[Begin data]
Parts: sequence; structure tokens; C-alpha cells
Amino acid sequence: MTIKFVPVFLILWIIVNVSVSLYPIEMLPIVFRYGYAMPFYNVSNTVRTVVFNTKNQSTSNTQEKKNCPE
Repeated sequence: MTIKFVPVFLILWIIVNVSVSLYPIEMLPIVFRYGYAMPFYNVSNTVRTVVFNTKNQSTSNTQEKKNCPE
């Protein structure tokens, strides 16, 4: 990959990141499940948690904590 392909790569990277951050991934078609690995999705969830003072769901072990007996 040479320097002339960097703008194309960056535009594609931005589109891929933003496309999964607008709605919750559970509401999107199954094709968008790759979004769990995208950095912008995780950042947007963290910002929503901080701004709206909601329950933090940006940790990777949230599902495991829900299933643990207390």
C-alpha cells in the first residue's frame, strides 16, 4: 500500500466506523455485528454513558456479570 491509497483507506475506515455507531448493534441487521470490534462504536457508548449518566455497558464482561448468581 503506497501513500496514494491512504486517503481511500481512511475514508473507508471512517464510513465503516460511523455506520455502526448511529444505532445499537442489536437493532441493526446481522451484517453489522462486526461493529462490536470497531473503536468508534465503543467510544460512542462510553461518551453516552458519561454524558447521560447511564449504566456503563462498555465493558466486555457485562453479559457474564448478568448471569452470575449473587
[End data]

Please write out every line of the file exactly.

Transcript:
Parts: sequence; structure tokens; C-alpha cells
Amino acid sequence: MTIKFVPVFLILWIIVNVSVSLYPIEMLPIVFRYGYAMPFYNVSNTVRTVVFNTKNQSTSNTQEKKNCPE
Repeated sequence: MTIKFVPVFLILWIIVNVSVSLYPIEMLPIVFRYGYAMPFYNVSNTVRTVVFNTKNQSTSNTQEKKNCPE
């Protein structure tokens, strides 16, 4: 990959990141499940948690904590 392909790569990277951050991934078609690995999705969830003072769901072990007996 040479320097002339960097703008194309960056535009594609931005589109891929933003496309999964607008709605919750559970509401999107199954094709968008790759979004769990995208950095912008995780950042947007963290910002929503901080701004709206909601329950933090940006940790990777949230599902495991829900299933643990207390």
C-alpha cells in the first residue's frame, strides 16, 4: 500500500466506523455485528454513558456479570 491509497483507506475506515455507531448493534441487521470490534462504536457508548449518566455497558464482561448468581 503506497501513500496514494491512504486517503481511500481512511475514508473507508471512517464510513465503516460511523455506520455502526448511529444505532445499537442489536437493532441493526446481522451484517453489522462486526461493529462490536470497531473503536468508534465503543467510544460512542462510553461518551453516552458519561454524558447521560447511564449504566456503563462498555465493558466486555457485562453479559457474564448478568448471569452470575449473587